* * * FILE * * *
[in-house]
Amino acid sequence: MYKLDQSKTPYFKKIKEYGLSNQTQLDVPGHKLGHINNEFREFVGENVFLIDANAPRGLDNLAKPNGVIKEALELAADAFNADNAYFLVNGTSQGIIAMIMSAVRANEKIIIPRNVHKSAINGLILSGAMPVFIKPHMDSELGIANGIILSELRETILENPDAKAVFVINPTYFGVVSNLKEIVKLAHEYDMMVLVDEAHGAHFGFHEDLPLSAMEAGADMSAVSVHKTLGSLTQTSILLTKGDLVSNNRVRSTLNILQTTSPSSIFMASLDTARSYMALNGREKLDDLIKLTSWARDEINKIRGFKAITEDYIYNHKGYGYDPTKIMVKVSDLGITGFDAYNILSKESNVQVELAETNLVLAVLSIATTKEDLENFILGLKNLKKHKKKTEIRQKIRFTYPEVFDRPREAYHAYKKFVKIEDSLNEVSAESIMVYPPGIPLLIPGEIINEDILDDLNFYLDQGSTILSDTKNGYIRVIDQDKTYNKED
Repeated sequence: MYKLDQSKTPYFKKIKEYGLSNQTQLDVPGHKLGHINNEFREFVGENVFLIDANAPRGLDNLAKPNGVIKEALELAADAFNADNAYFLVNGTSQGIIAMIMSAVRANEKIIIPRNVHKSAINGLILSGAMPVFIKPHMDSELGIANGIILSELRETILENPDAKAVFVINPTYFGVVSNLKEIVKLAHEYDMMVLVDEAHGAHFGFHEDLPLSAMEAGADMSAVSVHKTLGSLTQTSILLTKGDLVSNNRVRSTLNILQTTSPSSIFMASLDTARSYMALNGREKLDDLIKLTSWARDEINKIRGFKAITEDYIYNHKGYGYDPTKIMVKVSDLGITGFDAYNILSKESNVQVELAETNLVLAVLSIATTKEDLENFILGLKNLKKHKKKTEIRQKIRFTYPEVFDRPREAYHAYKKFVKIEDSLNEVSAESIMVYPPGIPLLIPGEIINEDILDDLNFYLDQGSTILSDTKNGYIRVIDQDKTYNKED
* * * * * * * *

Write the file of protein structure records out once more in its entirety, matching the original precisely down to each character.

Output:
[in-house]
Amino acid sequence: MYKLDQSKTPYFKKIKEYGLSNQTQLDVPGHKLGHINNEFREFVGENVFLIDANAPRGLDNLAKPNGVIKEALELAADAFNADNAYFLVNGTSQGIIAMIMSAVRANEKIIIPRNVHKSAINGLILSGAMPVFIKPHMDSELGIANGIILSELRETILENPDAKAVFVINPTYFGVVSNLKEIVKLAHEYDMMVLVDEAHGAHFGFHEDLPLSAMEAGADMSAVSVHKTLGSLTQTSILLTKGDLVSNNRVRSTLNILQTTSPSSIFMASLDTARSYMALNGREKLDDLIKLTSWARDEINKIRGFKAITEDYIYNHKGYGYDPTKIMVKVSDLGITGFDAYNILSKESNVQVELAETNLVLAVLSIATTKEDLENFILGLKNLKKHKKKTEIRQKIRFTYPEVFDRPREAYHAYKKFVKIEDSLNEVSAESIMVYPPGIPLLIPGEIINEDILDDLNFYLDQGSTILSDTKNGYIRVIDQDKTYNKED
Repeated sequence: MYKLDQSKTPYFKKIKEYGLSNQTQLDVPGHKLGHINNEFREFVGENVFLIDANAPRGLDNLAKPNGVIKEALELAADAFNADNAYFLVNGTSQGIIAMIMSAVRANEKIIIPRNVHKSAINGLILSGAMPVFIKPHMDSELGIANGIILSELRETILENPDAKAVFVINPTYFGVVSNLKEIVKLAHEYDMMVLVDEAHGAHFGFHEDLPLSAMEAGADMSAVSVHKTLGSLTQTSILLTKGDLVSNNRVRSTLNILQTTSPSSIFMASLDTARSYMALNGREKLDDLIKLTSWARDEINKIRGFKAITEDYIYNHKGYGYDPTKIMVKVSDLGITGFDAYNILSKESNVQVELAETNLVLAVLSIATTKEDLENFILGLKNLKKHKKKTEIRQKIRFTYPEVFDRPREAYHAYKKFVKIEDSLNEVSAESIMVYPPGIPLLIPGEIINEDILDDLNFYLDQGSTILSDTKNGYIRVIDQDKTYNKED